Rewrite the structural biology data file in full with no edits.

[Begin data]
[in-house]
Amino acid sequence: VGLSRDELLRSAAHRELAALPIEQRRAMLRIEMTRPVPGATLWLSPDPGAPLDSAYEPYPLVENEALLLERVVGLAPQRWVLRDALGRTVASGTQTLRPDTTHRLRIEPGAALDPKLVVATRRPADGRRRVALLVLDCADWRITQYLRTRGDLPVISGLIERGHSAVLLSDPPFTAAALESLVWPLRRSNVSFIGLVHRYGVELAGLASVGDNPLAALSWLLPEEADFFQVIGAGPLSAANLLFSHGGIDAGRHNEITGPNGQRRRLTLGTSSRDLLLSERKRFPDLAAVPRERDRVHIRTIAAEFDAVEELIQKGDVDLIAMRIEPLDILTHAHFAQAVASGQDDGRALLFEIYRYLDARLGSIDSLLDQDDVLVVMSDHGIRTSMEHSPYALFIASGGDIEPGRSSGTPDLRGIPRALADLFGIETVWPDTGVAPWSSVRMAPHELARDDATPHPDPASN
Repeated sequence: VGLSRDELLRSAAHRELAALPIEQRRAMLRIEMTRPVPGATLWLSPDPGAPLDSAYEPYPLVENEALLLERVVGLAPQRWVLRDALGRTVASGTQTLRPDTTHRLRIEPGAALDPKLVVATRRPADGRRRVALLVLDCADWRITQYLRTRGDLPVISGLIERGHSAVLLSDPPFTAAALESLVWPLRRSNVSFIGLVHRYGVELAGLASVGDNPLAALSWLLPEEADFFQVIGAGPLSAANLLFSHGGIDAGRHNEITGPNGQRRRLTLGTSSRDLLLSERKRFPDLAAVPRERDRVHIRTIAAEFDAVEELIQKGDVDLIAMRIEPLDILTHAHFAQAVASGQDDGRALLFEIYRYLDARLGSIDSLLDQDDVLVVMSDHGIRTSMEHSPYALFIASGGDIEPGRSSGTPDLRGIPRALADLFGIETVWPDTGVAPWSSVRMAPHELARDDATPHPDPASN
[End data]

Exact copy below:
[in-house]
Amino acid sequence: VGLSRDELLRSAAHRELAALPIEQRRAMLRIEMTRPVPGATLWLSPDPGAPLDSAYEPYPLVENEALLLERVVGLAPQRWVLRDALGRTVASGTQTLRPDTTHRLRIEPGAALDPKLVVATRRPADGRRRVALLVLDCADWRITQYLRTRGDLPVISGLIERGHSAVLLSDPPFTAAALESLVWPLRRSNVSFIGLVHRYGVELAGLASVGDNPLAALSWLLPEEADFFQVIGAGPLSAANLLFSHGGIDAGRHNEITGPNGQRRRLTLGTSSRDLLLSERKRFPDLAAVPRERDRVHIRTIAAEFDAVEELIQKGDVDLIAMRIEPLDILTHAHFAQAVASGQDDGRALLFEIYRYLDARLGSIDSLLDQDDVLVVMSDHGIRTSMEHSPYALFIASGGDIEPGRSSGTPDLRGIPRALADLFGIETVWPDTGVAPWSSVRMAPHELARDDATPHPDPASN
Repeated sequence: VGLSRDELLRSAAHRELAALPIEQRRAMLRIEMTRPVPGATLWLSPDPGAPLDSAYEPYPLVENEALLLERVVGLAPQRWVLRDALGRTVASGTQTLRPDTTHRLRIEPGAALDPKLVVATRRPADGRRRVALLVLDCADWRITQYLRTRGDLPVISGLIERGHSAVLLSDPPFTAAALESLVWPLRRSNVSFIGLVHRYGVELAGLASVGDNPLAALSWLLPEEADFFQVIGAGPLSAANLLFSHGGIDAGRHNEITGPNGQRRRLTLGTSSRDLLLSERKRFPDLAAVPRERDRVHIRTIAAEFDAVEELIQKGDVDLIAMRIEPLDILTHAHFAQAVASGQDDGRALLFEIYRYLDARLGSIDSLLDQDDVLVVMSDHGIRTSMEHSPYALFIASGGDIEPGRSSGTPDLRGIPRALADLFGIETVWPDTGVAPWSSVRMAPHELARDDATPHPDPASN